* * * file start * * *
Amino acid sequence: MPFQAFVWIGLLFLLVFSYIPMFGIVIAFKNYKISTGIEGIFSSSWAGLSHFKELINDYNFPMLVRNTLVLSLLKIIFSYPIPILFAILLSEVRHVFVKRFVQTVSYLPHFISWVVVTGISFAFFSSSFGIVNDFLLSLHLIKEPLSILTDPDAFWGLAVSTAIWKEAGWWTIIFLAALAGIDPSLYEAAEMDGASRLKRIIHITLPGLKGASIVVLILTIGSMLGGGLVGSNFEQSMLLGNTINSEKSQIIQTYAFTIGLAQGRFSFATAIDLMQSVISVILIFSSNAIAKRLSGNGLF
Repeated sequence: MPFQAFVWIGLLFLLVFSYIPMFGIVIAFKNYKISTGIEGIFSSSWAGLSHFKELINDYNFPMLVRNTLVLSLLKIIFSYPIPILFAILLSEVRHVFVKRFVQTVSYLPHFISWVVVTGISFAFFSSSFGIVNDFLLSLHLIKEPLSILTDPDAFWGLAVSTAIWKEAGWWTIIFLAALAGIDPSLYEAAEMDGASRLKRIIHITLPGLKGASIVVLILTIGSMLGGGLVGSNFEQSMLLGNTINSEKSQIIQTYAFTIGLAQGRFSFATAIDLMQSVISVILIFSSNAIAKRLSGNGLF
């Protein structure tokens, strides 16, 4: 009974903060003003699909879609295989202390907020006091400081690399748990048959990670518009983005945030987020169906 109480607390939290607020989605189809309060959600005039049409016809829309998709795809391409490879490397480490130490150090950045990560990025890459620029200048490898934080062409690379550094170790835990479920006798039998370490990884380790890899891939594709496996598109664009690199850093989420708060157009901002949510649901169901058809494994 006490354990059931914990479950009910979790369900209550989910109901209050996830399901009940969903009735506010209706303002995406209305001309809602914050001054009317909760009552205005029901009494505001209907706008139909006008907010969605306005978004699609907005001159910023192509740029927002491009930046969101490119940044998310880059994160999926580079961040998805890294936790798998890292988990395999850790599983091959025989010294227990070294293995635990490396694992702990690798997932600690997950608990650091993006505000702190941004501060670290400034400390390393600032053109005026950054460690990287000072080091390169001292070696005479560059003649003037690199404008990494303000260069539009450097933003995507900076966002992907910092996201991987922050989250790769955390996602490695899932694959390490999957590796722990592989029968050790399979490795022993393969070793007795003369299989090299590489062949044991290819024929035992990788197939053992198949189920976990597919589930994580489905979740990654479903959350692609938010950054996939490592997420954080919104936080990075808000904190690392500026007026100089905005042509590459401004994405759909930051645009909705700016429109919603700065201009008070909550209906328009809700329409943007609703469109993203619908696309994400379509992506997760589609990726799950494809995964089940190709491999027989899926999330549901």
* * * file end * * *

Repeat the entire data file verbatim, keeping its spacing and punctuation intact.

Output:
Amino acid sequence: MPFQAFVWIGLLFLLVFSYIPMFGIVIAFKNYKISTGIEGIFSSSWAGLSHFKELINDYNFPMLVRNTLVLSLLKIIFSYPIPILFAILLSEVRHVFVKRFVQTVSYLPHFISWVVVTGISFAFFSSSFGIVNDFLLSLHLIKEPLSILTDPDAFWGLAVSTAIWKEAGWWTIIFLAALAGIDPSLYEAAEMDGASRLKRIIHITLPGLKGASIVVLILTIGSMLGGGLVGSNFEQSMLLGNTINSEKSQIIQTYAFTIGLAQGRFSFATAIDLMQSVISVILIFSSNAIAKRLSGNGLF
Repeated sequence: MPFQAFVWIGLLFLLVFSYIPMFGIVIAFKNYKISTGIEGIFSSSWAGLSHFKELINDYNFPMLVRNTLVLSLLKIIFSYPIPILFAILLSEVRHVFVKRFVQTVSYLPHFISWVVVTGISFAFFSSSFGIVNDFLLSLHLIKEPLSILTDPDAFWGLAVSTAIWKEAGWWTIIFLAALAGIDPSLYEAAEMDGASRLKRIIHITLPGLKGASIVVLILTIGSMLGGGLVGSNFEQSMLLGNTINSEKSQIIQTYAFTIGLAQGRFSFATAIDLMQSVISVILIFSSNAIAKRLSGNGLF
């Protein structure tokens, strides 16, 4: 009974903060003003699909879609295989202390907020006091400081690399748990048959990670518009983005945030987020169906 109480607390939290607020989605189809309060959600005039049409016809829309998709795809391409490879490397480490130490150090950045990560990025890459620029200048490898934080062409690379550094170790835990479920006798039998370490990884380790890899891939594709496996598109664009690199850093989420708060157009901002949510649901169901058809494994 006490354990059931914990479950009910979790369900209550989910109901209050996830399901009940969903009735506010209706303002995406209305001309809602914050001054009317909760009552205005029901009494505001209907706008139909006008907010969605306005978004699609907005001159910023192509740029927002491009930046969101490119940044998310880059994160999926580079961040998805890294936790798998890292988990395999850790599983091959025989010294227990070294293995635990490396694992702990690798997932600690997950608990650091993006505000702190941004501060670290400034400390390393600032053109005026950054460690990287000072080091390169001292070696005479560059003649003037690199404008990494303000260069539009450097933003995507900076966002992907910092996201991987922050989250790769955390996602490695899932694959390490999957590796722990592989029968050790399979490795022993393969070793007795003369299989090299590489062949044991290819024929035992990788197939053992198949189920976990597919589930994580489905979740990654479903959350692609938010950054996939490592997420954080919104936080990075808000904190690392500026007026100089905005042509590459401004994405759909930051645009909705700016429109919603700065201009008070909550209906328009809700329409943007609703469109993203619908696309994400379509992506997760589609990726799950494809995964089940190709491999027989899926999330549901």